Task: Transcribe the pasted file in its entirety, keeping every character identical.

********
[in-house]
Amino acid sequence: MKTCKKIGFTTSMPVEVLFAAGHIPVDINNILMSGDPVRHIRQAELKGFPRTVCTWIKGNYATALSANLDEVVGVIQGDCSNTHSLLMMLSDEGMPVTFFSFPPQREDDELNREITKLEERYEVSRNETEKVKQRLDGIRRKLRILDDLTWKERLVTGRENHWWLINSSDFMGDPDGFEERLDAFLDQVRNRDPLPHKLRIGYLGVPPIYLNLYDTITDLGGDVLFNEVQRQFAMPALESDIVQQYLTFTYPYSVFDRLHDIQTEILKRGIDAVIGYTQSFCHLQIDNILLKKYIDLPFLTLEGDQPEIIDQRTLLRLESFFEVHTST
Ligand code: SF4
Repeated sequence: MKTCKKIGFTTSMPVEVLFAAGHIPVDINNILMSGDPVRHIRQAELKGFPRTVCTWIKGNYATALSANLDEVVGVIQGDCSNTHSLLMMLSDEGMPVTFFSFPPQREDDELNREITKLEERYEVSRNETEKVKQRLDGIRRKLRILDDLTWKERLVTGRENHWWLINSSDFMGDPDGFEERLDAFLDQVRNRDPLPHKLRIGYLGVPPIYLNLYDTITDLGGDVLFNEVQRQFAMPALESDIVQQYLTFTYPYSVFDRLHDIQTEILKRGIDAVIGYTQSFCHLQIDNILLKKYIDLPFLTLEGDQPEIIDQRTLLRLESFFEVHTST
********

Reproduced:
[in-house]
Amino acid sequence: MKTCKKIGFTTSMPVEVLFAAGHIPVDINNILMSGDPVRHIRQAELKGFPRTVCTWIKGNYATALSANLDEVVGVIQGDCSNTHSLLMMLSDEGMPVTFFSFPPQREDDELNREITKLEERYEVSRNETEKVKQRLDGIRRKLRILDDLTWKERLVTGRENHWWLINSSDFMGDPDGFEERLDAFLDQVRNRDPLPHKLRIGYLGVPPIYLNLYDTITDLGGDVLFNEVQRQFAMPALESDIVQQYLTFTYPYSVFDRLHDIQTEILKRGIDAVIGYTQSFCHLQIDNILLKKYIDLPFLTLEGDQPEIIDQRTLLRLESFFEVHTST
Ligand code: SF4
Repeated sequence: MKTCKKIGFTTSMPVEVLFAAGHIPVDINNILMSGDPVRHIRQAELKGFPRTVCTWIKGNYATALSANLDEVVGVIQGDCSNTHSLLMMLSDEGMPVTFFSFPPQREDDELNREITKLEERYEVSRNETEKVKQRLDGIRRKLRILDDLTWKERLVTGRENHWWLINSSDFMGDPDGFEERLDAFLDQVRNRDPLPHKLRIGYLGVPPIYLNLYDTITDLGGDVLFNEVQRQFAMPALESDIVQQYLTFTYPYSVFDRLHDIQTEILKRGIDAVIGYTQSFCHLQIDNILLKKYIDLPFLTLEGDQPEIIDQRTLLRLESFFEVHTST